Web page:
Vágtázó Halottkémek — Naptánc (Dancing with the Sun)
(Neurot NR007, 2000, CD)
by Henry Schneider, Published 2016-09-01
Discovering this CD was serendipitous. I was in the record store browsing through the racks and this CD’s neo-psychedelic artwork caught my eye. Then the quote on the back clinched my decision to buy “Tribal rhythms and melodies of the ancient Huns ride through the cosmos with a psychedelic fury of electric guitars and kettle drums. Shamanistic space rock visions from these legendary Hungarian pagans.” I was in for a treat! But let me give you a little background on the band first.
In the mid 70s, Hungary was a repressed Communist country. Musicians outside the pop mainstream had a difficult time. Despite these obstacles, Vágtázó Halottkémek (Hungarian for Galloping Coroners) formed in 1975 and started creating their unique musical vision. Over the years their explosive and controversial live performances (the band’s first eight shows were shut down by police raids and they were quickly blacklisted by the Communist government) the Galloping Coroners have become recognized throughout Europe as a distinguished cult band. Now with their latest release Naptánc (Hungarian for Dancing with the Sun), the Galloping Coroners have found a home on a US label.
Galloping over the steppes under the leadership of Grandpierre Attila, the Galloping Coroners’ latest release, Dancing with the Sun is a live recording of 11 songs culled from a series of European concerts in 1999 plus a bonus studio track recorded in 1998. The music is a fascinating blend of punk, psychedelic, progressive, and space rock. All song titles and lyrics are in Hungarian. The liner notes give the lyrics in both Hungarian and English. The first song, "Conjuring up the Wonder Stag," is an energetic punk/prog rock fusion with shouted exhortations, chants, and melodic guitars. The next song, "Inspiration," is a short percussive piece with the drone of a didjeridoo. The title track is an ethnic / folk influenced song that really rocks! They then slow things down a bit with an instrumental, "Crytallising Desire," a song with bass, percussion, acoustic guitar, and chanting. It has a quiet dreamlike quality. Next in time is "Tiny Red Dragons," with acoustic guitars sounding like an American Western complete with “Indian” chanting even though the lyrics are more in the realm of faerie. The sixth song is "A Fairy-Tale Playground," a 16 minute instrumental with violin, guitar, bass, and chimes. This is a beautiful song similar in style to acoustic Krautrock (Witthueser and Westrup). "Spinning into Joy" is a short instrumental (one minute) that slips by unnoticed after the previous song. The eighth song is "Fire-Full Dance," another instrumental that changes direction. It is dissonant with scraping guitars and Shamanistic shouting. It ushers in "The Life of the Spherics," a martial piece with pounding kettle drums. This song is about signals from space and the Galloping Coroners’ response. "With My Ancestors" follows, another aggressive song that captures the essence of the Hun and nomadic life. The final live song is "Huns in Budapest." This is a loud, raucous, hardcore punk influenced song on nationalistic Hun pride. The album closes with the bonus studio track, "Magus Star," a space rock song with lots of reverb, electric guitar, and bass. It reminds me of the obscure British band Dead Flowers.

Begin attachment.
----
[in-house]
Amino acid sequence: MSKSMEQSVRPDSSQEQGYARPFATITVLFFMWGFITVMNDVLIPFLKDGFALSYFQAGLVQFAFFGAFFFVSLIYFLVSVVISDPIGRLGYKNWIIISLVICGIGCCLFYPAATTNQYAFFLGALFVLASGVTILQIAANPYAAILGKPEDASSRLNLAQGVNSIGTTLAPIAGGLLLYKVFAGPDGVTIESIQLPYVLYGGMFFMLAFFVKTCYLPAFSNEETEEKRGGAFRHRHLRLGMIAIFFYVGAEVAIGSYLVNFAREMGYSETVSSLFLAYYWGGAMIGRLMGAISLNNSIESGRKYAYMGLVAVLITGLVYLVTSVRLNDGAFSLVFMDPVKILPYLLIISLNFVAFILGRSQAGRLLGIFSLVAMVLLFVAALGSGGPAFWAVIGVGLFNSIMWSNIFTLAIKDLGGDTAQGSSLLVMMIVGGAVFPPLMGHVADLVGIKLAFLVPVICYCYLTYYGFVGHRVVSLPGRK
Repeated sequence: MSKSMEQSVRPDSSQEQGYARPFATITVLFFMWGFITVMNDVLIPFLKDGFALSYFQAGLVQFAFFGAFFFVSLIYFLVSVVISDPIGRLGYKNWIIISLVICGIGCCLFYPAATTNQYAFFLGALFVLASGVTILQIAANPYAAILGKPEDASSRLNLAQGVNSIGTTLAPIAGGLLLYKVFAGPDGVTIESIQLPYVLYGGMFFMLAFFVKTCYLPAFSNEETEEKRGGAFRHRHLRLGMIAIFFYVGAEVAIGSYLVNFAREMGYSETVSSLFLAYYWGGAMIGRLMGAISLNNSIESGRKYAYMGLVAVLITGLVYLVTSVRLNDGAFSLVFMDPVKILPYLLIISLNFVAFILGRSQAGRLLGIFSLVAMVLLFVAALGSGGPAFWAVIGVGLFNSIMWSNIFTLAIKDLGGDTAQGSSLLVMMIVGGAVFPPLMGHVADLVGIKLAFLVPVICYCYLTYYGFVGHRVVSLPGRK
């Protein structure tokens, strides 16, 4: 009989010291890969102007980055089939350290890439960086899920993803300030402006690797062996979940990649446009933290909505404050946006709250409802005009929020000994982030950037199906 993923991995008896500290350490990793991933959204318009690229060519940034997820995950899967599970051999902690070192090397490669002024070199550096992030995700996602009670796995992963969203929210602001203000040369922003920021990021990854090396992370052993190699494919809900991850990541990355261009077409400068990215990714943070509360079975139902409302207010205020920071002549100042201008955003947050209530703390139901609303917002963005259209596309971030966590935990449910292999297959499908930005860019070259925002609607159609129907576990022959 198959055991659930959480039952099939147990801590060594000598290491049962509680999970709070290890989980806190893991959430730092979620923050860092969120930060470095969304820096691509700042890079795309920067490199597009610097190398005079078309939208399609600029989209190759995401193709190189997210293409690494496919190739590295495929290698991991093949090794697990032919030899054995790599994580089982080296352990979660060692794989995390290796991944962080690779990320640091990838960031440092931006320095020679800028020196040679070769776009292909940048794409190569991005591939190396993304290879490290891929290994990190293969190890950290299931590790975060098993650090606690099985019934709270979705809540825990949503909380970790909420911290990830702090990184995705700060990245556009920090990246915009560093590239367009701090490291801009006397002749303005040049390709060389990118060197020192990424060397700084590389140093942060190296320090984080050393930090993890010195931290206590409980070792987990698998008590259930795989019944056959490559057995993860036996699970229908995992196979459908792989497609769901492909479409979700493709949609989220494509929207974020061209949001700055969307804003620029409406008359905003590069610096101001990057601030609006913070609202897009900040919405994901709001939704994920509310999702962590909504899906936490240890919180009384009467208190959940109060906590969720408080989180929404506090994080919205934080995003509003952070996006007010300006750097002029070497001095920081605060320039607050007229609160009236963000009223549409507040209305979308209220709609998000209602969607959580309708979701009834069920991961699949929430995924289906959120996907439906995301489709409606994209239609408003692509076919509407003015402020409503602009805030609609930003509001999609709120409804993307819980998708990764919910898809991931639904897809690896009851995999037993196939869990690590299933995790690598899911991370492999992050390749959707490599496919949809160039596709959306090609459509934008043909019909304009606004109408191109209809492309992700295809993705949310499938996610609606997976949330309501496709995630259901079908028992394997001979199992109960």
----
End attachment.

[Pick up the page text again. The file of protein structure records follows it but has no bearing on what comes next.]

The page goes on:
Dancing with the Sun is a superb American debut for this Hungarian band. I highly recommend this recording!
Related artist(s): Vágtázó Halottkémek (Galloping Coroners)
Tomasz Stańko RIP – Tomasz Stańko, one of the greats of Eastern European jazz, has died at the age of 76. Stańko's career started in Krzysztof Komeda's quintet, where he contributed trumpet from 1963-1967, when he formed his own group. He worked extensively with Edward Vesala, Don Cherry, Zbigniew Seifert, Chico Freeman, Howard Johnson, Cecil Taylor, and many others. Many of his recordings have been released by ECM, an association that began in the mid-70s. » Read more
Soft Machine Set to Release New Music – It's been 50 years since The Soft Machine changed the face of music with their first album. Their blend of psychedelic rock and jazz was unique, and while the band went through many changes before disbanding in 1981 — by which time there were no original members remaining — they remained an innovative force with a style all their own. » Read more
7d Surfaces Happy Rhodes Back Catalog – We've covered singer Happy Rhodes before, both for her solo work and recently with The Security Project, but her 11 albums have been hard to track down. Until now. 7d features high-quality downloads of all her releases, and several of them are also available on CD. » Read more
Fred Chalenor RIP – We have news of another sad passing in the world of creative music. Bassist Fred Chalenor, whose creativity featured on albums by Tone Dogs, Caveman Shoestore, and many more, died on June 23, 2018 after a long battle with Alzheimer's. Tributes have poured in from the many musicians and fans whose lives he touched. » Read more
Simon Steensland - The Simon Lonesome Combat Ensemble – Cutting-edge, unpretentious and imaginative are three adjectives that describe this offering by Swedish multi-instrumentalist and composer Simon Steensland. Mixing elements of rock, neo-classical,... (1994) » Read more